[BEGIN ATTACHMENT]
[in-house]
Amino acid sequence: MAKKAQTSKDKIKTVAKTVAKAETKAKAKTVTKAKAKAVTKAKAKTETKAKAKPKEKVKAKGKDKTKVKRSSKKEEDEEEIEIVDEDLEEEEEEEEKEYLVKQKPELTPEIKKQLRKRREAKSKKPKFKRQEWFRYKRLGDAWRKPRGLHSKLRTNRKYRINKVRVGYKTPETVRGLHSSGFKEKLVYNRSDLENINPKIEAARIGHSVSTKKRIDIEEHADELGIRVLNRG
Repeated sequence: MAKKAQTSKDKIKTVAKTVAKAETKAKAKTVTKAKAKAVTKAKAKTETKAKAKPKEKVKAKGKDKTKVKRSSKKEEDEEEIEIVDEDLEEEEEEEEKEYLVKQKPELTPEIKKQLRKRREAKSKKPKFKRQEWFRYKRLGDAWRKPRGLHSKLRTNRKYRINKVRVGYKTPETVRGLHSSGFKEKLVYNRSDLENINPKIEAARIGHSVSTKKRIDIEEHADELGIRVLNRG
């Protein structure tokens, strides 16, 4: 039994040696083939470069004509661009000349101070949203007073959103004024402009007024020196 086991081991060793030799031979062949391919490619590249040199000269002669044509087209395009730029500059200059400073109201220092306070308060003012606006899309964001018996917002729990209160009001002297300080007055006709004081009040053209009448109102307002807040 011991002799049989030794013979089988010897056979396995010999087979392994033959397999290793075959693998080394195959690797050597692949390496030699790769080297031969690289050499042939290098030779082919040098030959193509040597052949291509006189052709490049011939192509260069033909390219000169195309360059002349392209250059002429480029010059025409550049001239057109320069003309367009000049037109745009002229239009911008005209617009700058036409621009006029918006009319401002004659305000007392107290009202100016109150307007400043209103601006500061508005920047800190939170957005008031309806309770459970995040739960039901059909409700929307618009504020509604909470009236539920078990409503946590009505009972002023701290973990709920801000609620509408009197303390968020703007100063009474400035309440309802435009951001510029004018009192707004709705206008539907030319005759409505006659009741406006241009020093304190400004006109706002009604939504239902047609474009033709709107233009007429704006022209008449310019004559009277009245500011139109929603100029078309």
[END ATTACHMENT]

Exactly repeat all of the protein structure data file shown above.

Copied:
[in-house]
Amino acid sequence: MAKKAQTSKDKIKTVAKTVAKAETKAKAKTVTKAKAKAVTKAKAKTETKAKAKPKEKVKAKGKDKTKVKRSSKKEEDEEEIEIVDEDLEEEEEEEEKEYLVKQKPELTPEIKKQLRKRREAKSKKPKFKRQEWFRYKRLGDAWRKPRGLHSKLRTNRKYRINKVRVGYKTPETVRGLHSSGFKEKLVYNRSDLENINPKIEAARIGHSVSTKKRIDIEEHADELGIRVLNRG
Repeated sequence: MAKKAQTSKDKIKTVAKTVAKAETKAKAKTVTKAKAKAVTKAKAKTETKAKAKPKEKVKAKGKDKTKVKRSSKKEEDEEEIEIVDEDLEEEEEEEEKEYLVKQKPELTPEIKKQLRKRREAKSKKPKFKRQEWFRYKRLGDAWRKPRGLHSKLRTNRKYRINKVRVGYKTPETVRGLHSSGFKEKLVYNRSDLENINPKIEAARIGHSVSTKKRIDIEEHADELGIRVLNRG
């Protein structure tokens, strides 16, 4: 039994040696083939470069004509661009000349101070949203007073959103004024402009007024020196 086991081991060793030799031979062949391919490619590249040199000269002669044509087209395009730029500059200059400073109201220092306070308060003012606006899309964001018996917002729990209160009001002297300080007055006709004081009040053209009448109102307002807040 011991002799049989030794013979089988010897056979396995010999087979392994033959397999290793075959693998080394195959690797050597692949390496030699790769080297031969690289050499042939290098030779082919040098030959193509040597052949291509006189052709490049011939192509260069033909390219000169195309360059002349392209250059002429480029010059025409550049001239057109320069003309367009000049037109745009002229239009911008005209617009700058036409621009006029918006009319401002004659305000007392107290009202100016109150307007400043209103601006500061508005920047800190939170957005008031309806309770459970995040739960039901059909409700929307618009504020509604909470009236539920078990409503946590009505009972002023701290973990709920801000609620509408009197303390968020703007100063009474400035309440309802435009951001510029004018009192707004709705206008539907030319005759409505006659009741406006241009020093304190400004006109706002009604939504239902047609474009033709709107233009007429704006022209008449310019004559009277009245500011139109929603100029078309």